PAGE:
So, What’s the Problem?

For the answer to what was really wrong with “Nude Beach,” let’s turn to the censor who happened to be in the control room the night of October 15, 1988. This is the account of William Clotworthy, as written in his 2001 semi-autobiography, Saturday Night Live: Equal Opportunity Offender.

“We knew we’d hear from the public, and did we! The sketch generated 46 thousand letters of complaint. 45,999 were form letters sent to Reverend Donald Wildmon and his American Family Association, the other was from A.S.S., the Association of Stripped Sunbathers, complaining that we hadn’t shown enough flesh! Just kidding.

In retrospect, doesn’t the whole thing seem innocent and trivial in the light of the Clarence Thomas hearings, the Lorena Bobbitt trial and the Starr Report? At the time, editorialists and columnists throughout the nation were unanimous in their approval of the use of ‘penis’ in coverage of the Thomas hearings and Bobbitt trial. Columnist Ellen Goodman wrote, ‘I agree with anatomically correct speech. It would be absurd to speak of John Bobbitt’s ‘private parts,’ let alone his ‘peepee.’ Anatomy isn’t vulgarity.’” (Page 25)

Clotworthy goes on quote a very small portion of a letter he wrote in response to the sketch:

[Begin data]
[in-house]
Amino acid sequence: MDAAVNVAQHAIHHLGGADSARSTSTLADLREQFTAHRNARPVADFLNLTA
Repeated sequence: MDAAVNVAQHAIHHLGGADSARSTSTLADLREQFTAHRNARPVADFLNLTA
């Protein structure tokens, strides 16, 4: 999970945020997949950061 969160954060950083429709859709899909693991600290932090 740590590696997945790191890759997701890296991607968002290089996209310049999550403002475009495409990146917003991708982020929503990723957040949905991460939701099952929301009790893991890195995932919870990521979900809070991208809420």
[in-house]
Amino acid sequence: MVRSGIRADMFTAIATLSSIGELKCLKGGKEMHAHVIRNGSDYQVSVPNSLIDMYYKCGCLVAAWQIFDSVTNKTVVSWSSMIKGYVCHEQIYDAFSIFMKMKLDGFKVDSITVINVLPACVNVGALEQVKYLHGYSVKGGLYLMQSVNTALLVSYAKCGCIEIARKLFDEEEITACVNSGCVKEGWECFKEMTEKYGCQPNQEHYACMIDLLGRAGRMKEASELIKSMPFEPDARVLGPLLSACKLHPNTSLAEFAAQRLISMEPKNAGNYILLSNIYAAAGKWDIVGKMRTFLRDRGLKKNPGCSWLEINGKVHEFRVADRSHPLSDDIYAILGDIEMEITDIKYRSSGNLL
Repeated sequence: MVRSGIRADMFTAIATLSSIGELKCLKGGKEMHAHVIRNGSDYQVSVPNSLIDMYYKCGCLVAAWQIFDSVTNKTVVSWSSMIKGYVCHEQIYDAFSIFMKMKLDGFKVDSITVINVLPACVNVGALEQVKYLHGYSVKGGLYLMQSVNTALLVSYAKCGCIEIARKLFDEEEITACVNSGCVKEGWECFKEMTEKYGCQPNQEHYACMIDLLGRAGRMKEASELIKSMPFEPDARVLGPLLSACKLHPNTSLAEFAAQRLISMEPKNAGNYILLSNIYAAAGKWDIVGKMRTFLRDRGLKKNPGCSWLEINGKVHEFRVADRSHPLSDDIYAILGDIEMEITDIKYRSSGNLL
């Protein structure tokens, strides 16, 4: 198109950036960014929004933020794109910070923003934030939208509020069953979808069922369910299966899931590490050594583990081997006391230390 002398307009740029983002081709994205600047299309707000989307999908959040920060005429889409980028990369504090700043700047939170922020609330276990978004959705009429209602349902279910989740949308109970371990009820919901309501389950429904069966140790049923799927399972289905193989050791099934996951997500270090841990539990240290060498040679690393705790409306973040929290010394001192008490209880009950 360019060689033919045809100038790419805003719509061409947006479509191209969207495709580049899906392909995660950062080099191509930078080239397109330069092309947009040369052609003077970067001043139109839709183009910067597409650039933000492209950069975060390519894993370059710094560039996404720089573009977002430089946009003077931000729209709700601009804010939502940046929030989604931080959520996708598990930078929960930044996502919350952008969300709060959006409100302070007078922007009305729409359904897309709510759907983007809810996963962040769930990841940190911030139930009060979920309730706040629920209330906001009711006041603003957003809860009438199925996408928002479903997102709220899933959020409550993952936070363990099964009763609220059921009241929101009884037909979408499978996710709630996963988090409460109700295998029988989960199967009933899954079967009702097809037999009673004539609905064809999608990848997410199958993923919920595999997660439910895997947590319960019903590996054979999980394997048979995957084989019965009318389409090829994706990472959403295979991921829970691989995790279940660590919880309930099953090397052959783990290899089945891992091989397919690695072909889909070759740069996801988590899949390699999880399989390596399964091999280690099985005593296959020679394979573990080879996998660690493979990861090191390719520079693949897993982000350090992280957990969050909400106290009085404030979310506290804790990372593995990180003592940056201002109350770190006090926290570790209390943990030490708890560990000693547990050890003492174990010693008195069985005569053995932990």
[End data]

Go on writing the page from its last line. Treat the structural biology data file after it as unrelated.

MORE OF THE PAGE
“I thought you might be interested in a further history of ‘penis’ on television. I was the NBC censor on ‘Saturday Night Live,’ a job most people believe doesn’t even exist.”

Mr. Clotworthy also explains that the sketch had been circulating during the earlier months of 1988, and was cut from the dress rehersal of the show hosted by Carl Weathers. That, my friends, aired in early 1988! This sketch made the rounds, and took ten months (!) to finally make it to air. It's not the worst wait to happen for a "Saturday Night Live" sketch - I've heard of sketches that didn't get approved until ten years later.

In the fall of 1992, Dennis Miller appeared on “Later With Bob Costas,” where they showed some clips of Miller’s six-year tenure on “Saturday Night Live.” Miller knew immediately that a clip from one of the only sketches he was in, coincidentally the most controversial of the time, would be shown. Hence, “Nude Beach” was shown.